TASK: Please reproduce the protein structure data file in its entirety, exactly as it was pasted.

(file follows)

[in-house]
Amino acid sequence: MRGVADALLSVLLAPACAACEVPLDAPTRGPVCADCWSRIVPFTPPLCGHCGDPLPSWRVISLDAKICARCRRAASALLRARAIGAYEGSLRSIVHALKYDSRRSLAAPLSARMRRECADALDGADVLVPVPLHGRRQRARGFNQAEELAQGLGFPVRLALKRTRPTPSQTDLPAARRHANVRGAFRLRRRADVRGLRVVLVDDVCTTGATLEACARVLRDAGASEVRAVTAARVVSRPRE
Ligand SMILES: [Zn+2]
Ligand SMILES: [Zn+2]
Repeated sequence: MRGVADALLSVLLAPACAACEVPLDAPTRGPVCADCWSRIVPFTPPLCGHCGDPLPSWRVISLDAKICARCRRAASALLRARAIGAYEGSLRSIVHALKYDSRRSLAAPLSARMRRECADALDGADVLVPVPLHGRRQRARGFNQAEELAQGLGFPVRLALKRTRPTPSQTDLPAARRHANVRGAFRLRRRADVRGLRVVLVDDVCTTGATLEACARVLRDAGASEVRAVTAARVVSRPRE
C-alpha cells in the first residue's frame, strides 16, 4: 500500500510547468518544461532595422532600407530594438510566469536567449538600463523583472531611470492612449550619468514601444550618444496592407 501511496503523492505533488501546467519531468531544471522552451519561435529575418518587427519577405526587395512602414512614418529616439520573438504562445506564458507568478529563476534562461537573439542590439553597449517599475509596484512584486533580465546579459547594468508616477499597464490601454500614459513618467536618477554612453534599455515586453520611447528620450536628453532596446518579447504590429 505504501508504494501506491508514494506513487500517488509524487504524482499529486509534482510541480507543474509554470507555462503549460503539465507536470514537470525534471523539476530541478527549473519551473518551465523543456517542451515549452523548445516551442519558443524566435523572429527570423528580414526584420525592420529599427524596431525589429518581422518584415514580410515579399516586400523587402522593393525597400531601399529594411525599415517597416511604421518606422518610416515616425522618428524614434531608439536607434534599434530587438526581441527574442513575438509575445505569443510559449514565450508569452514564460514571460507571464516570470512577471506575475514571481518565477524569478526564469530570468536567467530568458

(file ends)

[in-house]
Amino acid sequence: MRGVADALLSVLLAPACAACEVPLDAPTRGPVCADCWSRIVPFTPPLCGHCGDPLPSWRVISLDAKICARCRRAASALLRARAIGAYEGSLRSIVHALKYDSRRSLAAPLSARMRRECADALDGADVLVPVPLHGRRQRARGFNQAEELAQGLGFPVRLALKRTRPTPSQTDLPAARRHANVRGAFRLRRRADVRGLRVVLVDDVCTTGATLEACARVLRDAGASEVRAVTAARVVSRPRE
Ligand SMILES: [Zn+2]
Ligand SMILES: [Zn+2]
Repeated sequence: MRGVADALLSVLLAPACAACEVPLDAPTRGPVCADCWSRIVPFTPPLCGHCGDPLPSWRVISLDAKICARCRRAASALLRARAIGAYEGSLRSIVHALKYDSRRSLAAPLSARMRRECADALDGADVLVPVPLHGRRQRARGFNQAEELAQGLGFPVRLALKRTRPTPSQTDLPAARRHANVRGAFRLRRRADVRGLRVVLVDDVCTTGATLEACARVLRDAGASEVRAVTAARVVSRPRE
C-alpha cells in the first residue's frame, strides 16, 4: 500500500510547468518544461532595422532600407530594438510566469536567449538600463523583472531611470492612449550619468514601444550618444496592407 501511496503523492505533488501546467519531468531544471522552451519561435529575418518587427519577405526587395512602414512614418529616439520573438504562445506564458507568478529563476534562461537573439542590439553597449517599475509596484512584486533580465546579459547594468508616477499597464490601454500614459513618467536618477554612453534599455515586453520611447528620450536628453532596446518579447504590429 505504501508504494501506491508514494506513487500517488509524487504524482499529486509534482510541480507543474509554470507555462503549460503539465507536470514537470525534471523539476530541478527549473519551473518551465523543456517542451515549452523548445516551442519558443524566435523572429527570423528580414526584420525592420529599427524596431525589429518581422518584415514580410515579399516586400523587402522593393525597400531601399529594411525599415517597416511604421518606422518610416515616425522618428524614434531608439536607434534599434530587438526581441527574442513575438509575445505569443510559449514565450508569452514564460514571460507571464516570470512577471506575475514571481518565477524569478526564469530570468536567467530568458